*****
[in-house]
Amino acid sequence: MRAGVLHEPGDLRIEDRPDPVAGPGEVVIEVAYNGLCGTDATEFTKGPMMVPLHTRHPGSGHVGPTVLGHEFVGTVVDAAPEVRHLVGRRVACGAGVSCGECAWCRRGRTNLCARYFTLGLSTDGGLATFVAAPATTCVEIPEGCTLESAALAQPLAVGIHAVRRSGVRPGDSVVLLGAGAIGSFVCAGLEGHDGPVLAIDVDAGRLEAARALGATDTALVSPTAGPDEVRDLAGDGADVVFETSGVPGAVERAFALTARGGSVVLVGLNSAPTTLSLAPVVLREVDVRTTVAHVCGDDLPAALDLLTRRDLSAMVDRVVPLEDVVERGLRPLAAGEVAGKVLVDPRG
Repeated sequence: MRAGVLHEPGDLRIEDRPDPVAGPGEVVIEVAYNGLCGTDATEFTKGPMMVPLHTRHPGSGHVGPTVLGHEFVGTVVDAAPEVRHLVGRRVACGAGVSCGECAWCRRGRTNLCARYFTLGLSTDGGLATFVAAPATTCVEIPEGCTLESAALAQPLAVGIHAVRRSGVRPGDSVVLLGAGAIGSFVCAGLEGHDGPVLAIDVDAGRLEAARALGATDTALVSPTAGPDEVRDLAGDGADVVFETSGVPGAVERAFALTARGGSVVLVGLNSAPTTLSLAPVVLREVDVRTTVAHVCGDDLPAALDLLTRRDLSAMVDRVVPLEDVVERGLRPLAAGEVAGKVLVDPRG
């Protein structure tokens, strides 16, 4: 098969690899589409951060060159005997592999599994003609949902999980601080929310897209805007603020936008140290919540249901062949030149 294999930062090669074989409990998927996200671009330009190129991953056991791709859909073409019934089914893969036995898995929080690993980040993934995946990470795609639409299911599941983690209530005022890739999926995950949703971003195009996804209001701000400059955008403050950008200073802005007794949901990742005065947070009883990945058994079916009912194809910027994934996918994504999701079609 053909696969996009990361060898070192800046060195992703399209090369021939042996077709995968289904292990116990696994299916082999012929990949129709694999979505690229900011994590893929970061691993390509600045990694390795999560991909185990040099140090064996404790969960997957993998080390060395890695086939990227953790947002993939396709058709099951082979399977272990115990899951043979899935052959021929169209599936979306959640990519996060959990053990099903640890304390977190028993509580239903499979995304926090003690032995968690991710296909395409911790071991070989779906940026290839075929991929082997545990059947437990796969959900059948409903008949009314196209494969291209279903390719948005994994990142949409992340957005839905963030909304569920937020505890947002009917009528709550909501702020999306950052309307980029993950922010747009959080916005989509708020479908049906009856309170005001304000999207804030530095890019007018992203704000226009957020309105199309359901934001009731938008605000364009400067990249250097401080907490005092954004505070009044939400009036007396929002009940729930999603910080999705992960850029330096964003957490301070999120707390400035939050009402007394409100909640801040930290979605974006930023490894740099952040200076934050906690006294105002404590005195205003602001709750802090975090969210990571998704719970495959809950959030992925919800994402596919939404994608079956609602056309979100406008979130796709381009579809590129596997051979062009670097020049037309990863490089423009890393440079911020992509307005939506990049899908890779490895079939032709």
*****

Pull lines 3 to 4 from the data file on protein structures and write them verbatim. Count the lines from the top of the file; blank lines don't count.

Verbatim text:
Repeated sequence: MRAGVLHEPGDLRIEDRPDPVAGPGEVVIEVAYNGLCGTDATEFTKGPMMVPLHTRHPGSGHVGPTVLGHEFVGTVVDAAPEVRHLVGRRVACGAGVSCGECAWCRRGRTNLCARYFTLGLSTDGGLATFVAAPATTCVEIPEGCTLESAALAQPLAVGIHAVRRSGVRPGDSVVLLGAGAIGSFVCAGLEGHDGPVLAIDVDAGRLEAARALGATDTALVSPTAGPDEVRDLAGDGADVVFETSGVPGAVERAFALTARGGSVVLVGLNSAPTTLSLAPVVLREVDVRTTVAHVCGDDLPAALDLLTRRDLSAMVDRVVPLEDVVERGLRPLAAGEVAGKVLVDPRG
């Protein structure tokens, strides 16, 4: 098969690899589409951060060159005997592999599994003609949902999980601080929310897209805007603020936008140290919540249901062949030149 294999930062090669074989409990998927996200671009330009190129991953056991791709859909073409019934089914893969036995898995929080690993980040993934995946990470795609639409299911599941983690209530005022890739999926995950949703971003195009996804209001701000400059955008403050950008200073802005007794949901990742005065947070009883990945058994079916009912194809910027994934996918994504999701079609 053909696969996009990361060898070192800046060195992703399209090369021939042996077709995968289904292990116990696994299916082999012929990949129709694999979505690229900011994590893929970061691993390509600045990694390795999560991909185990040099140090064996404790969960997957993998080390060395890695086939990227953790947002993939396709058709099951082979399977272990115990899951043979899935052959021929169209599936979306959640990519996060959990053990099903640890304390977190028993509580239903499979995304926090003690032995968690991710296909395409911790071991070989779906940026290839075929991929082997545990059947437990796969959900059948409903008949009314196209494969291209279903390719948005994994990142949409992340957005839905963030909304569920937020505890947002009917009528709550909501702020999306950052309307980029993950922010747009959080916005989509708020479908049906009856309170005001304000999207804030530095890019007018992203704000226009957020309105199309359901934001009731938008605000364009400067990249250097401080907490005092954004505070009044939400009036007396929002009940729930999603910080999705992960850029330096964003957490301070999120707390400035939050009402007394409100909640801040930290979605974006930023490894740099952040200076934050906690006294105002404590005195205003602001709750802090975090969210990571998704719970495959809950959030992925919800994402596919939404994608079956609602056309979100406008979130796709381009579809590129596997051979062009670097020049037309990863490089423009890393440079911020992509307005939506990049899908890779490895079939032709």